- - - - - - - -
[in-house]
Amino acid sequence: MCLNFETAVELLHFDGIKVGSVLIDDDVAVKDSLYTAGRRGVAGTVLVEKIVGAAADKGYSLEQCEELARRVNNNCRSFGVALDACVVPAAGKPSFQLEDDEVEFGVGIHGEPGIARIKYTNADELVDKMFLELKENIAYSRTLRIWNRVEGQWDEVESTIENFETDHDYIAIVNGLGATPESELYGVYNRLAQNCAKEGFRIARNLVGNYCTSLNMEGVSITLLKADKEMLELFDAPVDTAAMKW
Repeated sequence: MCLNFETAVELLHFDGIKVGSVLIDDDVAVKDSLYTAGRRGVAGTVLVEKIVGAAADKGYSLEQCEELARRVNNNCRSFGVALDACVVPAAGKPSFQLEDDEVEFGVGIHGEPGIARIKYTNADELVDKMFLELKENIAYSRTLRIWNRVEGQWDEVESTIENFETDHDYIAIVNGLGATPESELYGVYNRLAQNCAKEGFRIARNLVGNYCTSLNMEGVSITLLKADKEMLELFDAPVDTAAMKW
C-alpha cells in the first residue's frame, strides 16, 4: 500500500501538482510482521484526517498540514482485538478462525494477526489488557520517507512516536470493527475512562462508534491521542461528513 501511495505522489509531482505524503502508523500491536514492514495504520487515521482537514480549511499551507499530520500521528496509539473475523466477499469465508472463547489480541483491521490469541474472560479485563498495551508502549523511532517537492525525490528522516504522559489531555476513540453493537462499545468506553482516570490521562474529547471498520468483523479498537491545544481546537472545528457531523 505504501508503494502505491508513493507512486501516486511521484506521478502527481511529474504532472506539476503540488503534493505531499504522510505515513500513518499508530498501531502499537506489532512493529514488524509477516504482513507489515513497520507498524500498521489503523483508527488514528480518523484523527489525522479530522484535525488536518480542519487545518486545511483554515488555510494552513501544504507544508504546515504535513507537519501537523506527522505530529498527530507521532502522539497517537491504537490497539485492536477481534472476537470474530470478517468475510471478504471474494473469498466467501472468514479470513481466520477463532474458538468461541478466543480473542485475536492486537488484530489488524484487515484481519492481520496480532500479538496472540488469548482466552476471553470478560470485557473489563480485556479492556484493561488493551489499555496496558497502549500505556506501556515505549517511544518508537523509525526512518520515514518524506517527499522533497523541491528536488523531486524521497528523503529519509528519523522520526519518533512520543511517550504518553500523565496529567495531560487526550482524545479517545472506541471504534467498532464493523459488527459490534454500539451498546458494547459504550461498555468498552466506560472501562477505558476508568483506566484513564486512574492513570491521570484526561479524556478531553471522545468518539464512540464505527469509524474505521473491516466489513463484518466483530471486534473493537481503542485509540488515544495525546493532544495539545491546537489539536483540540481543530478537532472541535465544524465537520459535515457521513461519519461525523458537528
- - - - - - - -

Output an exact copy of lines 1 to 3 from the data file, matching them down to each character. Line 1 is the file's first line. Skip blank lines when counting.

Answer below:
[in-house]
Amino acid sequence: MCLNFETAVELLHFDGIKVGSVLIDDDVAVKDSLYTAGRRGVAGTVLVEKIVGAAADKGYSLEQCEELARRVNNNCRSFGVALDACVVPAAGKPSFQLEDDEVEFGVGIHGEPGIARIKYTNADELVDKMFLELKENIAYSRTLRIWNRVEGQWDEVESTIENFETDHDYIAIVNGLGATPESELYGVYNRLAQNCAKEGFRIARNLVGNYCTSLNMEGVSITLLKADKEMLELFDAPVDTAAMKW
Repeated sequence: MCLNFETAVELLHFDGIKVGSVLIDDDVAVKDSLYTAGRRGVAGTVLVEKIVGAAADKGYSLEQCEELARRVNNNCRSFGVALDACVVPAAGKPSFQLEDDEVEFGVGIHGEPGIARIKYTNADELVDKMFLELKENIAYSRTLRIWNRVEGQWDEVESTIENFETDHDYIAIVNGLGATPESELYGVYNRLAQNCAKEGFRIARNLVGNYCTSLNMEGVSITLLKADKEMLELFDAPVDTAAMKW